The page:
Y’all know that EssaySnark is not keen on using rankings to choose your schools.
We went into some detail on undergrad rankings recently and we wanted to call out one additional fact which seems to escape many Brave Supplicants just starting out the process.
Just because a school is “Ivy League” – or not – does not automatically tell you that its bschool is considered “the best.”
We gave the example of how some state schools actually have very excellent bschools on campus, notably Michigan Ross and Berkeley-Haas (and isn’t it so nice how they rhyme?). We’ll also add UCLA Anderson and UVA Darden to that list.
Conversely, we have to point out that Cornell is an amazing university – yet The Johnson School is just not considered top o’ the heap where MBA programs are concerned.
Don’t get us wrong, it’s a very good school!!! We know lots and lots of top-notch BSers who end up there and absolutely love it. Yet it’s not in the same category of competitiveness as, say, Tuck or Columbia. Cornell has name recognition so if you tell a stranger on the street that you got your MBA from Cornell, they’re likely to be suitably impressed. If that’s your goal in life, then go to Cornell! You’ll have a slam-dunk. It’s not “easy” to get in there but it’s most definitely not as competitive as most other schools we discuss on the blahg. You’ll have the best of all possible worlds: Higher chance of getting in, even with those glitches and blemishes all over your profile, and you’ll impress your family and friends back home with your Ivy League education.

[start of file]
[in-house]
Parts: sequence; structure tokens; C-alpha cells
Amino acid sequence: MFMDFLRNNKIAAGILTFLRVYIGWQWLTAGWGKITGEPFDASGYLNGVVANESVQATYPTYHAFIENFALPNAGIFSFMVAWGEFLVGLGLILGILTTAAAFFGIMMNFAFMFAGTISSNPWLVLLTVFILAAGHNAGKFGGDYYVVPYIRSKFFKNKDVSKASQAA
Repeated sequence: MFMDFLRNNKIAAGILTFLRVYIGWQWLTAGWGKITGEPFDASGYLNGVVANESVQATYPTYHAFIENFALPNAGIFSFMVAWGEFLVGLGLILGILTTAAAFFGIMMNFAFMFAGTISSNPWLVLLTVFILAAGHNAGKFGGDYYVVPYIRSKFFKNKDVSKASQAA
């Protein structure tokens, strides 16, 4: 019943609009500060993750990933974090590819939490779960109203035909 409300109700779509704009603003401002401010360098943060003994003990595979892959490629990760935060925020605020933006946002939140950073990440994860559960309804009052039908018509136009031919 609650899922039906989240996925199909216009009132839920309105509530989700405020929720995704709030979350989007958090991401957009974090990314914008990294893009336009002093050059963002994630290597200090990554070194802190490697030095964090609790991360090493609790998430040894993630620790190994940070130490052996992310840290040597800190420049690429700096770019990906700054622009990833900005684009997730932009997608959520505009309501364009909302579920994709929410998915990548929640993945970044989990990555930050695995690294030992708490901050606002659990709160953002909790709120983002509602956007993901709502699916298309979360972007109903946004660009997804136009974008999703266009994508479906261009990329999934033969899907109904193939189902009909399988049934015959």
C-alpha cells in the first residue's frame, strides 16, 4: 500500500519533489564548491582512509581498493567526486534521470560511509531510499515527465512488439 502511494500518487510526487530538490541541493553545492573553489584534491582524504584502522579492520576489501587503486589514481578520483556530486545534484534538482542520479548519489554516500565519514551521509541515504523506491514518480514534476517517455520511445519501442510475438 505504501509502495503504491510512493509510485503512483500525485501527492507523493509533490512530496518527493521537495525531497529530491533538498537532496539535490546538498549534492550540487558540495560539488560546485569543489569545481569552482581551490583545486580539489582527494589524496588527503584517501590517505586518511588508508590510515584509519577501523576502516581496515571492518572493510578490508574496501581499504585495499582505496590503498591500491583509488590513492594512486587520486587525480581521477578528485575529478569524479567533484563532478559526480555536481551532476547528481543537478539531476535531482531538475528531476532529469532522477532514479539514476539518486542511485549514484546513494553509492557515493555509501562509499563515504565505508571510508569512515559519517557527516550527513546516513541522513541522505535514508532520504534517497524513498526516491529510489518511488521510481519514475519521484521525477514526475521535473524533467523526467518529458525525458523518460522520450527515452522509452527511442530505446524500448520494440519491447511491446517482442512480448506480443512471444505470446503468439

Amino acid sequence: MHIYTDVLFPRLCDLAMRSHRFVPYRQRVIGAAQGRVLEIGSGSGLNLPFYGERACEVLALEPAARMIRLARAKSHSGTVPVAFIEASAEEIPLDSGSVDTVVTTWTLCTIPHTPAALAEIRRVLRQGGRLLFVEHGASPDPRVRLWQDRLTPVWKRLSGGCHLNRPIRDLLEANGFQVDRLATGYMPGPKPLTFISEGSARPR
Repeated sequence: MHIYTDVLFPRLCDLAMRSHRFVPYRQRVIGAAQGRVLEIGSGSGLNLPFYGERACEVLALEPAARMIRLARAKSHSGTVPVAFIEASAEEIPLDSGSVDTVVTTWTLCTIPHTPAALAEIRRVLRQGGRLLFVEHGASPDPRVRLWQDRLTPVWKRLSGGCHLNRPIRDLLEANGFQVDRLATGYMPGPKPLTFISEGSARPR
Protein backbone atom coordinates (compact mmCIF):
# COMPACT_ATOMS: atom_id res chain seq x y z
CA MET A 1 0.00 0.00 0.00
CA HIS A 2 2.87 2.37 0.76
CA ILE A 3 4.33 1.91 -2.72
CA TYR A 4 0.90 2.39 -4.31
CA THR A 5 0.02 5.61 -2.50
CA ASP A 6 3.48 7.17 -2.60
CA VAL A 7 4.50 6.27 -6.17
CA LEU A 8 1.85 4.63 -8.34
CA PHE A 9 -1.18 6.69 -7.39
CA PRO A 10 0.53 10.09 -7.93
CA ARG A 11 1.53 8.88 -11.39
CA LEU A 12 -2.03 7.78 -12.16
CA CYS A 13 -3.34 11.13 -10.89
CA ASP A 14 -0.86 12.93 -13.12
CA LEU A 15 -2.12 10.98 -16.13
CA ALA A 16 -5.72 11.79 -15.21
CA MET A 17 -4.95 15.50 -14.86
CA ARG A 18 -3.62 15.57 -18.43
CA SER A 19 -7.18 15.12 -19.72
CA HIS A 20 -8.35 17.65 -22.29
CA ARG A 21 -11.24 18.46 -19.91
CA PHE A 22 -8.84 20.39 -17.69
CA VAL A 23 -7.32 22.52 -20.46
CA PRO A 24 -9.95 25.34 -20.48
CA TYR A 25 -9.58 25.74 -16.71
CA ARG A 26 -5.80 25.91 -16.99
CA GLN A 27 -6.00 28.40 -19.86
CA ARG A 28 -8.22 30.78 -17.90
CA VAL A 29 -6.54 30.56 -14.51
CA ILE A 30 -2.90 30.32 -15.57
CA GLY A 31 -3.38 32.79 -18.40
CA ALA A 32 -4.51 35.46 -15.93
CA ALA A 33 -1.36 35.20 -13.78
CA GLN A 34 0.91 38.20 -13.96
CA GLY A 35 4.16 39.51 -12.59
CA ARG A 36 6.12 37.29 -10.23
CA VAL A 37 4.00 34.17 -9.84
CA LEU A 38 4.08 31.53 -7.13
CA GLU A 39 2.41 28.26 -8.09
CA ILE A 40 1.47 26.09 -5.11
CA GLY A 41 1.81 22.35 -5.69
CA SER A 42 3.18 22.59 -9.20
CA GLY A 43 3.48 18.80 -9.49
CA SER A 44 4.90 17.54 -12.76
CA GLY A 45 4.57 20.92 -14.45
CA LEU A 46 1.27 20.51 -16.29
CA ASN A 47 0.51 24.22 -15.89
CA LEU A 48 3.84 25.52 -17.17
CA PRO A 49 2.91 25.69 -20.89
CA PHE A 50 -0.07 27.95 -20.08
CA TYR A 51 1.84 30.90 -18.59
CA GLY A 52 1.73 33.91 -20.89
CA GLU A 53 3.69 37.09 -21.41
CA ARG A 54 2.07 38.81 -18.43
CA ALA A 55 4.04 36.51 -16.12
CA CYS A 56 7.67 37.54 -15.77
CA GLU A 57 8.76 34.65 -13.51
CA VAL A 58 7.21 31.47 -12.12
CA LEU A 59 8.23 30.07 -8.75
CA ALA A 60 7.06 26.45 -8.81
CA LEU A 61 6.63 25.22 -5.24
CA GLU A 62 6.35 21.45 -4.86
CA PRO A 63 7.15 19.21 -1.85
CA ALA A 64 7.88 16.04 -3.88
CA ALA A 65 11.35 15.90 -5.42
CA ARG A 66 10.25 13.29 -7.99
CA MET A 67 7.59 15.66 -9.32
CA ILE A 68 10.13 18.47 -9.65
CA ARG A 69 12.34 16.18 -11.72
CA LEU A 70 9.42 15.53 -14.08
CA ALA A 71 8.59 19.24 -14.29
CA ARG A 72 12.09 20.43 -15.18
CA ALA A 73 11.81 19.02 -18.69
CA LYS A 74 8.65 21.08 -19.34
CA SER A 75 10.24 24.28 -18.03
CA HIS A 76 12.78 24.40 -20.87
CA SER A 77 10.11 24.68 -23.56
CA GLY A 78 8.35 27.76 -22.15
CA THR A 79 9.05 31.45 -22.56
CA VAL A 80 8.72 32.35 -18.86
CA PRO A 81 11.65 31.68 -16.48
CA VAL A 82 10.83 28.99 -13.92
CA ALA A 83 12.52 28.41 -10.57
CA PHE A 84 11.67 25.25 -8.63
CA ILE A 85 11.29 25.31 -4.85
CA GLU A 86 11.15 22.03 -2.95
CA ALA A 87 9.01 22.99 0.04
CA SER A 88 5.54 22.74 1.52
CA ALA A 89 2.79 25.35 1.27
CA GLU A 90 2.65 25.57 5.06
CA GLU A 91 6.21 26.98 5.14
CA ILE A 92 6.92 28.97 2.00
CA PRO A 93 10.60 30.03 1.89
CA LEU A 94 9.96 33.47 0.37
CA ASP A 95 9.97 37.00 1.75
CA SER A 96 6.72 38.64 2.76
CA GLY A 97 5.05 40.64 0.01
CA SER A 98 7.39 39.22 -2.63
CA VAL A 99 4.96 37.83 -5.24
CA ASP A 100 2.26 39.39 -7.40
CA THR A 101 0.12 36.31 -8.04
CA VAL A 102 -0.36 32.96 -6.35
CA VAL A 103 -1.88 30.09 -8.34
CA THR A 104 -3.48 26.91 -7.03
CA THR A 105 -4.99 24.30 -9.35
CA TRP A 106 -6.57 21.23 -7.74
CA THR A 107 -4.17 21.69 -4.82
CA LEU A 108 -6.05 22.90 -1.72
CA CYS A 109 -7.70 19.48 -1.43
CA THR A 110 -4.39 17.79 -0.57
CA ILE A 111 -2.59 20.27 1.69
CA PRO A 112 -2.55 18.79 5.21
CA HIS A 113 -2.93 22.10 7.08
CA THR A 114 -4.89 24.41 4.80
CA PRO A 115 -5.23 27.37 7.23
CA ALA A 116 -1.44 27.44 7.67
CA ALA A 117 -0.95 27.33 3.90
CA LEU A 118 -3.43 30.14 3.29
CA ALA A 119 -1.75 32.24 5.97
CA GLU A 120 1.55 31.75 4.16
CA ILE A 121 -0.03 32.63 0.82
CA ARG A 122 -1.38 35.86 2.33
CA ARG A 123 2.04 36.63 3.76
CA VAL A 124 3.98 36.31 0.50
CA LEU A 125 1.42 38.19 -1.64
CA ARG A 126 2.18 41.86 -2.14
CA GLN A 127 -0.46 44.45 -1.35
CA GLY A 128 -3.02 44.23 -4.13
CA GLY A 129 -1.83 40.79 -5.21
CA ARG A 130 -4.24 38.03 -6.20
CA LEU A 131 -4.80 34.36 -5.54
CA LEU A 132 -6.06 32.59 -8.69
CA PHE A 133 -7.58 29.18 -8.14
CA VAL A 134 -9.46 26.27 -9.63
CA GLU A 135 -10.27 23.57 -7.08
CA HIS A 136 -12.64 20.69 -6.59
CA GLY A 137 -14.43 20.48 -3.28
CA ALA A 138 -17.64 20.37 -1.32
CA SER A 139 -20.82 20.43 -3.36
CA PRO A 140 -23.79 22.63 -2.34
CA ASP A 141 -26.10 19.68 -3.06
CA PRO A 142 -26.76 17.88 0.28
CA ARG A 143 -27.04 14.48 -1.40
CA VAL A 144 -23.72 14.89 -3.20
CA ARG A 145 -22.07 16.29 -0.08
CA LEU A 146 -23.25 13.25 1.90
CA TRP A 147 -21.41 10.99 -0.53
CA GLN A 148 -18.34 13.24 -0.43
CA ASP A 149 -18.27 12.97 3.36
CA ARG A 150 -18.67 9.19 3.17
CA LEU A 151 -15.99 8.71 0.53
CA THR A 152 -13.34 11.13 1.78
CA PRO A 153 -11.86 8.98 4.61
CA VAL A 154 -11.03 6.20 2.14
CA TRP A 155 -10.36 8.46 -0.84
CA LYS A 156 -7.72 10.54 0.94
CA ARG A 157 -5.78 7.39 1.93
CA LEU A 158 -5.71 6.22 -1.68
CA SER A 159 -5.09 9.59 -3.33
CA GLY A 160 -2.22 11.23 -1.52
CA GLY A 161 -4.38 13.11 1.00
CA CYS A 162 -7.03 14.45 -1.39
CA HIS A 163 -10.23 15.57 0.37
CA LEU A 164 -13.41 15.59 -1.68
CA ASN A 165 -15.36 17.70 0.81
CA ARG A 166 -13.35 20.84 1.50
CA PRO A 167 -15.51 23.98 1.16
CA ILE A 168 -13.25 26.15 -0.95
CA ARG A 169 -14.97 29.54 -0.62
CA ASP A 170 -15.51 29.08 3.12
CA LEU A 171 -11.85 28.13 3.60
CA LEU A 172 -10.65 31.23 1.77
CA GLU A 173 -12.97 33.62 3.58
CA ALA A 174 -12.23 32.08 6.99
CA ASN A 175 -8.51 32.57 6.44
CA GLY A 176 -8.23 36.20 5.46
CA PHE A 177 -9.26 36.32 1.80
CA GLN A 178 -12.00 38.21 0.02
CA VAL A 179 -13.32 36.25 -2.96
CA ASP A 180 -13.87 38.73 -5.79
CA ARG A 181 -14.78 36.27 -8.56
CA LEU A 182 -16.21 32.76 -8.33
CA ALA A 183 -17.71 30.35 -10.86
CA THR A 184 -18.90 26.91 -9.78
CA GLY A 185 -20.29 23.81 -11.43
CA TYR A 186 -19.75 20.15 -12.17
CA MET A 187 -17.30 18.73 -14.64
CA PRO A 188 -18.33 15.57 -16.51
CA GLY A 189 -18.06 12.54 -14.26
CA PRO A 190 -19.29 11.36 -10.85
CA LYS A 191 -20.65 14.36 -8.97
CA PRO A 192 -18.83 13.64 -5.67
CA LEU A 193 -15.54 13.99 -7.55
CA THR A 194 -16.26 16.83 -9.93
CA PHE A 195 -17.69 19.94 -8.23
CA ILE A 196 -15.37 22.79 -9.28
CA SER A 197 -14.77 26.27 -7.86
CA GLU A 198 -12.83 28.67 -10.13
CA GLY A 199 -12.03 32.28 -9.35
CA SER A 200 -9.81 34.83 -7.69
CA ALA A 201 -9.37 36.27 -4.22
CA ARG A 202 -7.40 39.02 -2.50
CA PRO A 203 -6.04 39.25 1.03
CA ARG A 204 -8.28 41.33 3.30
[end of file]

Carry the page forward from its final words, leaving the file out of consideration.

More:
(Yes we’re being snarky here, we’ll turn the volume down a bit now.)
We have to point out another fact:
Dartmouth has amazing street cred. This is a school people have heard of (Animal House helped that a generation or two ago).
The Tuck School?
Not so much.
When you tell your family you were admitted to Tuck, be prepared for them not to be thoroughly excited for you. They should be excited; Tuck is mighty hard to get into. It’s not easy to score an offer from Tuck. They don’t admit just anybody.
But your family and friends have likely never heard of them.
Does that mean you shouldn’t want to go there?
Honestly we’d think you’re an idiot if you say yes.
(Not that Tuck is the right fit for everyone – but in terms of the quality of education and the doors it would open for you – you’d be hard pressed to come up with schools that are better.)
This is shaping up to be quite the conundrum, isn’t it?
As you can now hopefully appreciate, this is why “name recognition” for a school really should not be the most important criteria you use.
Yes you want to be able to leverage the strength of the school to get a job.
But c’mon. If you’re saying that you can’t tap the strength of a school like MICHIGAN ROSS to get a job ANYWHERE IN THE WORLD then we’re saying you simply are not yet that educated on what the school is about or what an MBA from this place can do for you.
UPDATE: Since some of you are still looking around for some options: Here’s some well-known brand name universities that may be open to accepting someone into their MBA program — even with a heavy dose of challenges in the profile.